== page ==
Thursday, July 30, 2009


My daughter Autumn was two and in a naked stage of life. Clothing was not her thing. As soon as we would leave the room, she would shed the clothes and be one with nature.

One day, we were upstairs when we heard the doorbell ring. We heard Autumn, who was downstairs, scamper to the door. We were coming down the stairs when we heard the four-year-old boy next door say, in a tremulous voice, "Mommy, Autumn is naked!"

Welcome to America, Joel!

I am quite happy that my daughter is now a little older and a little wiser, and has learned the value of clothing (although she may haven taken it to an extreme with shoes).

I was having a discussion with a friend not too long ago about people who have openly confessed to having some issue or struggle in their life that they are trying to overcome, and the resulting reaction from people around them. Of course, there will be some who are graceful and compassionate, there will be those who would rather just not hear it, and those who will shun the confessor.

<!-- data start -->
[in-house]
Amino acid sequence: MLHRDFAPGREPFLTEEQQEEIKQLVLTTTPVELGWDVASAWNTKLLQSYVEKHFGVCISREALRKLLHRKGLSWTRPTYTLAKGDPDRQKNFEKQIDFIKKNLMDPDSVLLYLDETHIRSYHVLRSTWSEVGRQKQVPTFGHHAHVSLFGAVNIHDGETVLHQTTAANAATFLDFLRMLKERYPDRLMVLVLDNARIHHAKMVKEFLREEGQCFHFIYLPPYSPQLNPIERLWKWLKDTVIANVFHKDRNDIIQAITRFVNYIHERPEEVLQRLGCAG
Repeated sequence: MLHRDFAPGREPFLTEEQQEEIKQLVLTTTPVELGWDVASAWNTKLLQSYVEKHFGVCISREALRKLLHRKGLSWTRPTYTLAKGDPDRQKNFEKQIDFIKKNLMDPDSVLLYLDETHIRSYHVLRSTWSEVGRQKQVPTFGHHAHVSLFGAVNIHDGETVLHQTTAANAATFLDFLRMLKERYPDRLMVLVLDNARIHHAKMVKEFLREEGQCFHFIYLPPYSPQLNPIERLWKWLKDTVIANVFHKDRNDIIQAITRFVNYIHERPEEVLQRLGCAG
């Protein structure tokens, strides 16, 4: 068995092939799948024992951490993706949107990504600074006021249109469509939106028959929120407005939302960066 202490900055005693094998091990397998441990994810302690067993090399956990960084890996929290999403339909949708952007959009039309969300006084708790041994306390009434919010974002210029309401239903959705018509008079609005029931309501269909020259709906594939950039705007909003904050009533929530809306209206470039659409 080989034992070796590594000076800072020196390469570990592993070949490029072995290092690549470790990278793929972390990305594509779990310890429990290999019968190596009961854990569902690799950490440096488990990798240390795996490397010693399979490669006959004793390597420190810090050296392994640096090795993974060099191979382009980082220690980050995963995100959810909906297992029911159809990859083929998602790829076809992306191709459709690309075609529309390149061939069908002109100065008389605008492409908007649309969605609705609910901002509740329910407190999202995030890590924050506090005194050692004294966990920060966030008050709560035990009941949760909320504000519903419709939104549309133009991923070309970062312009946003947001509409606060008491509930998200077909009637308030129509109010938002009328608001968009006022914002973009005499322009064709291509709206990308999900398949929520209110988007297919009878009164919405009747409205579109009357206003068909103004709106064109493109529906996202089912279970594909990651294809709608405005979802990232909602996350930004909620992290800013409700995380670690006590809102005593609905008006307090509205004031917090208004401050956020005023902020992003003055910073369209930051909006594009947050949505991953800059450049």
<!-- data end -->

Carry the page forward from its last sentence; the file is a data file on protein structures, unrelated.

Why is this such a tough thing for people to handle? I think of our little neighbor boy who was unfortunately exposed to my daughter in an unexpected moment, and it worried him. Does bad news set us up on a path of negative thinking, now expecting the worst and wanting to hide from it? Does it remind us of our own frailty and hidden struggles, and we'd rather not think about our own exposure?

Our conversation covered the wistful freedom of being able to be completely honest and exposed to our closest friends, and the fear of being completely honest and exposed to our neighbors and the possibility of hearing footsteps running in the other direction.

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